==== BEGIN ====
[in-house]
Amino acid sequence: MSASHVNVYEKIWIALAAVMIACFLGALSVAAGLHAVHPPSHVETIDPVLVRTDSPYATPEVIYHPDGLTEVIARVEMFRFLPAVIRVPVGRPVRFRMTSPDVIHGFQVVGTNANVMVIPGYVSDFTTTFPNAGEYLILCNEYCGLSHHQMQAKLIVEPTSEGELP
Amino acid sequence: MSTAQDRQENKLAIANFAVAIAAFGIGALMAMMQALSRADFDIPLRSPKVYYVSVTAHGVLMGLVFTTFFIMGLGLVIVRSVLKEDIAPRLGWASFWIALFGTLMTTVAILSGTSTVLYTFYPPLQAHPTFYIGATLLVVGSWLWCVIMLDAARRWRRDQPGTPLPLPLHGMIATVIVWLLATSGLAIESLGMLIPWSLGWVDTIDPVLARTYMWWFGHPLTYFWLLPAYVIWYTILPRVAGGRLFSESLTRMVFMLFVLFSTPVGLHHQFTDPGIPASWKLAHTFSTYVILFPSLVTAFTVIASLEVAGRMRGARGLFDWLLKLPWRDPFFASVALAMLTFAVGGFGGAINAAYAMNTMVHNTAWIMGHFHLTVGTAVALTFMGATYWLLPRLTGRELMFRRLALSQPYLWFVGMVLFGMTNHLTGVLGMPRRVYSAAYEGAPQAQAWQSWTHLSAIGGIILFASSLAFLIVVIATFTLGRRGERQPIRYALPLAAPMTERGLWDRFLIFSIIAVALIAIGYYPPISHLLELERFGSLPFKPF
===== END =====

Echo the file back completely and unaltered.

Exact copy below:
[in-house]
Amino acid sequence: MSASHVNVYEKIWIALAAVMIACFLGALSVAAGLHAVHPPSHVETIDPVLVRTDSPYATPEVIYHPDGLTEVIARVEMFRFLPAVIRVPVGRPVRFRMTSPDVIHGFQVVGTNANVMVIPGYVSDFTTTFPNAGEYLILCNEYCGLSHHQMQAKLIVEPTSEGELP
Amino acid sequence: MSTAQDRQENKLAIANFAVAIAAFGIGALMAMMQALSRADFDIPLRSPKVYYVSVTAHGVLMGLVFTTFFIMGLGLVIVRSVLKEDIAPRLGWASFWIALFGTLMTTVAILSGTSTVLYTFYPPLQAHPTFYIGATLLVVGSWLWCVIMLDAARRWRRDQPGTPLPLPLHGMIATVIVWLLATSGLAIESLGMLIPWSLGWVDTIDPVLARTYMWWFGHPLTYFWLLPAYVIWYTILPRVAGGRLFSESLTRMVFMLFVLFSTPVGLHHQFTDPGIPASWKLAHTFSTYVILFPSLVTAFTVIASLEVAGRMRGARGLFDWLLKLPWRDPFFASVALAMLTFAVGGFGGAINAAYAMNTMVHNTAWIMGHFHLTVGTAVALTFMGATYWLLPRLTGRELMFRRLALSQPYLWFVGMVLFGMTNHLTGVLGMPRRVYSAAYEGAPQAQAWQSWTHLSAIGGIILFASSLAFLIVVIATFTLGRRGERQPIRYALPLAAPMTERGLWDRFLIFSIIAVALIAIGYYPPISHLLELERFGSLPFKPF